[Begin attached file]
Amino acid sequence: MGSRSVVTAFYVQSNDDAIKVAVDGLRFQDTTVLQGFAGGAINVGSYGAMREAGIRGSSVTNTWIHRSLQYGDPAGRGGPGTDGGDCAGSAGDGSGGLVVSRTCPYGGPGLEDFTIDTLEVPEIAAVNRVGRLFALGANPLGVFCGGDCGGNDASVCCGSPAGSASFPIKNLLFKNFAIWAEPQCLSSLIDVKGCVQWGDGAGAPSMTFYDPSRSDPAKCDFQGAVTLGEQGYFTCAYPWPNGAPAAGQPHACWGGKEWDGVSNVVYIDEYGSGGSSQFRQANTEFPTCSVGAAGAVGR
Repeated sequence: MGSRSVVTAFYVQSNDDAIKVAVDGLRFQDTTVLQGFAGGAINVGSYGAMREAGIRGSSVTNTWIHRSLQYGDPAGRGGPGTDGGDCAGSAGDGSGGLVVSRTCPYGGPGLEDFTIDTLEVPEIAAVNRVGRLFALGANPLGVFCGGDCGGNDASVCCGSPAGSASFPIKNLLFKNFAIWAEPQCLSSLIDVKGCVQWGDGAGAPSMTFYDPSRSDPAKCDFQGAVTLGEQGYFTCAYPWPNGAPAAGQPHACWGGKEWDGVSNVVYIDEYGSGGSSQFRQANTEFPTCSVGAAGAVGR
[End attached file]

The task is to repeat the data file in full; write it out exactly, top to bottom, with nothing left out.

Amino acid sequence: MGSRSVVTAFYVQSNDDAIKVAVDGLRFQDTTVLQGFAGGAINVGSYGAMREAGIRGSSVTNTWIHRSLQYGDPAGRGGPGTDGGDCAGSAGDGSGGLVVSRTCPYGGPGLEDFTIDTLEVPEIAAVNRVGRLFALGANPLGVFCGGDCGGNDASVCCGSPAGSASFPIKNLLFKNFAIWAEPQCLSSLIDVKGCVQWGDGAGAPSMTFYDPSRSDPAKCDFQGAVTLGEQGYFTCAYPWPNGAPAAGQPHACWGGKEWDGVSNVVYIDEYGSGGSSQFRQANTEFPTCSVGAAGAVGR
Repeated sequence: MGSRSVVTAFYVQSNDDAIKVAVDGLRFQDTTVLQGFAGGAINVGSYGAMREAGIRGSSVTNTWIHRSLQYGDPAGRGGPGTDGGDCAGSAGDGSGGLVVSRTCPYGGPGLEDFTIDTLEVPEIAAVNRVGRLFALGANPLGVFCGGDCGGNDASVCCGSPAGSASFPIKNLLFKNFAIWAEPQCLSSLIDVKGCVQWGDGAGAPSMTFYDPSRSDPAKCDFQGAVTLGEQGYFTCAYPWPNGAPAAGQPHACWGGKEWDGVSNVVYIDEYGSGGSSQFRQANTEFPTCSVGAAGAVGR